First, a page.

It was announced in March that the New York-based biometric engineering company CLEAR will be integrating the ability to identify travellers through their fingerprints at BWI Thurgood Marshall Airport by April. This service will be done for certain members that have been enrolled through the airport. This is the first of its kind to be done within the Baltimore-Washington Metropolitan region. The main problem that this would solve is in the alleviation of congestion in the security lines but only on a minor scale. When TSA introduced TSA-pre, this did that to a certain extent. TSA-pre is very selective of the travelers it chooses by printing in quite small print ‘TSA-PRE”. With the ability to have fingerprints integrated into the process would leave out the guesswork of whether the person on the ID is the same one standing in front of the agent.
This would also be an increase in the security level. The Department of Homeland Security has certified the technology as "Qualified Anti-Terrorism Technology" justifying the use as security option. With a person’s fingerprint, all data of the person can be associated with that print. The key with fingerprints is that no two are alike. It is nearly impossible for anyone to create a fingerprint. This can also take away the need for Photo-Ids in terms of justifying whether it came from the MVA or DMV or whether the Passport is valid. The security level could be increased but not by much.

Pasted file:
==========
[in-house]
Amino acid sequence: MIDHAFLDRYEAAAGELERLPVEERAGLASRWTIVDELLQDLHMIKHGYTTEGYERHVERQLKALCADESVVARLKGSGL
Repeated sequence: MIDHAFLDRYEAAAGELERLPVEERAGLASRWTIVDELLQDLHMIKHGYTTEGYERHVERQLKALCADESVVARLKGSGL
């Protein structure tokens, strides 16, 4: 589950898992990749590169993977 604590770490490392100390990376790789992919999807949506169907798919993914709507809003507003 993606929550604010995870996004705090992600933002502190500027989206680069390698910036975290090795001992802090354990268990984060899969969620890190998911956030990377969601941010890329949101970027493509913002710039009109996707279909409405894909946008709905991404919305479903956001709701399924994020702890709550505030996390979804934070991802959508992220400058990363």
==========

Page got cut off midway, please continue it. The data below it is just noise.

The final positive aspect that could come out of the use of fingerprints at airport security is the call for more upgraded technology within the travel industry. The integration of biometrics in airport security could be the first step on the way to retina scanners and a much more expansive change to the traditional x-ray scanner. This could be the opening of the floodgates to increase technology. The integration should also be used at the gate, as it would take away the need for the traditional style of boarding pass or the use of the barcode. We could be the boarding pass.
Some downsides that could spire from the use of this is in fact the face to face application that the TSA has always taken. There could also be the issue with the scanners. Some could be made cheaply or some may have an interface that is easily hack-able allowing the hackers to scramble the fingerprints or even finding the ability to upload their own fingerprints into the system. There is also the age-old spy movie trick of copying the fingerprint or using something that transfers the fingerprint, giving it the appearance and texture of an actual finger. The integration of this technology into airport security is a great improvement from the TSA regulated face-to-face-to-id as it is already devoted to but this could be the way of changing how we travel. This could lead to light and paperless travel if time tells.
Source: Rector, Kevin. "Biometrics Company to Offer Fingerprint, Iris Scans as Security Clearance Option at BWI." Baltimoresun.com. N.p., 25 Mar. 2015. Web. 17 Sept. 2015.